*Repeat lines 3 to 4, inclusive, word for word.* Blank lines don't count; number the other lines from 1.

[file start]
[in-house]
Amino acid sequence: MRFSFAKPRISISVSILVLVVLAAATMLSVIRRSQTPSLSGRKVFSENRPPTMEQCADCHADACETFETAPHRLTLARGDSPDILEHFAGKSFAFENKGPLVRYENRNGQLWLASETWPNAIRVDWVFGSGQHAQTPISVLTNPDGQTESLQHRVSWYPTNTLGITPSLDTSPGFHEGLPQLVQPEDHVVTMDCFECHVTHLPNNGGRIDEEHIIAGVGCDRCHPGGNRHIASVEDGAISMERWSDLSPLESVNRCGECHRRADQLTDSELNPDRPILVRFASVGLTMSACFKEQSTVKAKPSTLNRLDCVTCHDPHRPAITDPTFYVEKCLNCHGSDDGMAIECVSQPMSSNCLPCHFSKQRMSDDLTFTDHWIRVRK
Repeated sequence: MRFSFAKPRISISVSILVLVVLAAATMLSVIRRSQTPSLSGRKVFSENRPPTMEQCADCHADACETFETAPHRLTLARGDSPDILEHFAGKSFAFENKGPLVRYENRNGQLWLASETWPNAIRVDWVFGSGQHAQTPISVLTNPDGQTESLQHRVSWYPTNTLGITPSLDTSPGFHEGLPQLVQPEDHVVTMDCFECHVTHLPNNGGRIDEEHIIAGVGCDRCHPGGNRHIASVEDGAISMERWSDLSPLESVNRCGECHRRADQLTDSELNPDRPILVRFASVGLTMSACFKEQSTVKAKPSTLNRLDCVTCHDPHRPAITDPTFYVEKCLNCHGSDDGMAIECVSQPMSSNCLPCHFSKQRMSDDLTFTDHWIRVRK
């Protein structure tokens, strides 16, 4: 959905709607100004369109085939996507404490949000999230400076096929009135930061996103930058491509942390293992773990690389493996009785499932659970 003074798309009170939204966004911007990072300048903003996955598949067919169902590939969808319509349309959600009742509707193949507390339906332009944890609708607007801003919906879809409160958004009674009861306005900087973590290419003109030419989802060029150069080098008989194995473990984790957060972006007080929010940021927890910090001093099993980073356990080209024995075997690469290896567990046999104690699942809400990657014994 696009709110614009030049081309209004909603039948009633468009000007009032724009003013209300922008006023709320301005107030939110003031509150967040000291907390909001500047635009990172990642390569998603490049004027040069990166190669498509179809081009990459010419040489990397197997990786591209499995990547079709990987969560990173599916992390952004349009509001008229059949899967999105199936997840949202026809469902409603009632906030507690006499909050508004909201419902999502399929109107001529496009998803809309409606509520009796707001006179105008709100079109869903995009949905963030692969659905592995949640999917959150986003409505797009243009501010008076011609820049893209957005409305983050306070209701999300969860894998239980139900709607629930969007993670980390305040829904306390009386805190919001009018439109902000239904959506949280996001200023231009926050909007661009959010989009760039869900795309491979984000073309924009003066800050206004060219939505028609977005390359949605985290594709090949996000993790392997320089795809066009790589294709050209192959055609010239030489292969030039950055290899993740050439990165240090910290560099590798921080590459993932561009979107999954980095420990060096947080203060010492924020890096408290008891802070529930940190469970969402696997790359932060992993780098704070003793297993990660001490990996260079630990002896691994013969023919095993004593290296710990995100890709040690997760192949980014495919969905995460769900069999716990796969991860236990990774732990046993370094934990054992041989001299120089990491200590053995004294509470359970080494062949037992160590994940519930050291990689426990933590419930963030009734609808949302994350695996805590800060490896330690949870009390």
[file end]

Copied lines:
Repeated sequence: MRFSFAKPRISISVSILVLVVLAAATMLSVIRRSQTPSLSGRKVFSENRPPTMEQCADCHADACETFETAPHRLTLARGDSPDILEHFAGKSFAFENKGPLVRYENRNGQLWLASETWPNAIRVDWVFGSGQHAQTPISVLTNPDGQTESLQHRVSWYPTNTLGITPSLDTSPGFHEGLPQLVQPEDHVVTMDCFECHVTHLPNNGGRIDEEHIIAGVGCDRCHPGGNRHIASVEDGAISMERWSDLSPLESVNRCGECHRRADQLTDSELNPDRPILVRFASVGLTMSACFKEQSTVKAKPSTLNRLDCVTCHDPHRPAITDPTFYVEKCLNCHGSDDGMAIECVSQPMSSNCLPCHFSKQRMSDDLTFTDHWIRVRK
């Protein structure tokens, strides 16, 4: 959905709607100004369109085939996507404490949000999230400076096929009135930061996103930058491509942390293992773990690389493996009785499932659970 003074798309009170939204966004911007990072300048903003996955598949067919169902590939969808319509349309959600009742509707193949507390339906332009944890609708607007801003919906879809409160958004009674009861306005900087973590290419003109030419989802060029150069080098008989194995473990984790957060972006007080929010940021927890910090001093099993980073356990080209024995075997690469290896567990046999104690699942809400990657014994 696009709110614009030049081309209004909603039948009633468009000007009032724009003013209300922008006023709320301005107030939110003031509150967040000291907390909001500047635009990172990642390569998603490049004027040069990166190669498509179809081009990459010419040489990397197997990786591209499995990547079709990987969560990173599916992390952004349009509001008229059949899967999105199936997840949202026809469902409603009632906030507690006499909050508004909201419902999502399929109107001529496009998803809309409606509520009796707001006179105008709100079109869903995009949905963030692969659905592995949640999917959150986003409505797009243009501010008076011609820049893209957005409305983050306070209701999300969860894998239980139900709607629930969007993670980390305040829904306390009386805190919001009018439109902000239904959506949280996001200023231009926050909007661009959010989009760039869900795309491979984000073309924009003066800050206004060219939505028609977005390359949605985290594709090949996000993790392997320089795809066009790589294709050209192959055609010239030489292969030039950055290899993740050439990165240090910290560099590798921080590459993932561009979107999954980095420990060096947080203060010492924020890096408290008891802070529930940190469970969402696997790359932060992993780098704070003793297993990660001490990996260079630990002896691994013969023919095993004593290296710990995100890709040690997760192949980014495919969905995460769900069999716990796969991860236990990774732990046993370094934990054992041989001299120089990491200590053995004294509470359970080494062949037992160590994940519930050291990689426990933590419930963030009734609808949302994350695996805590800060490896330690949870009390």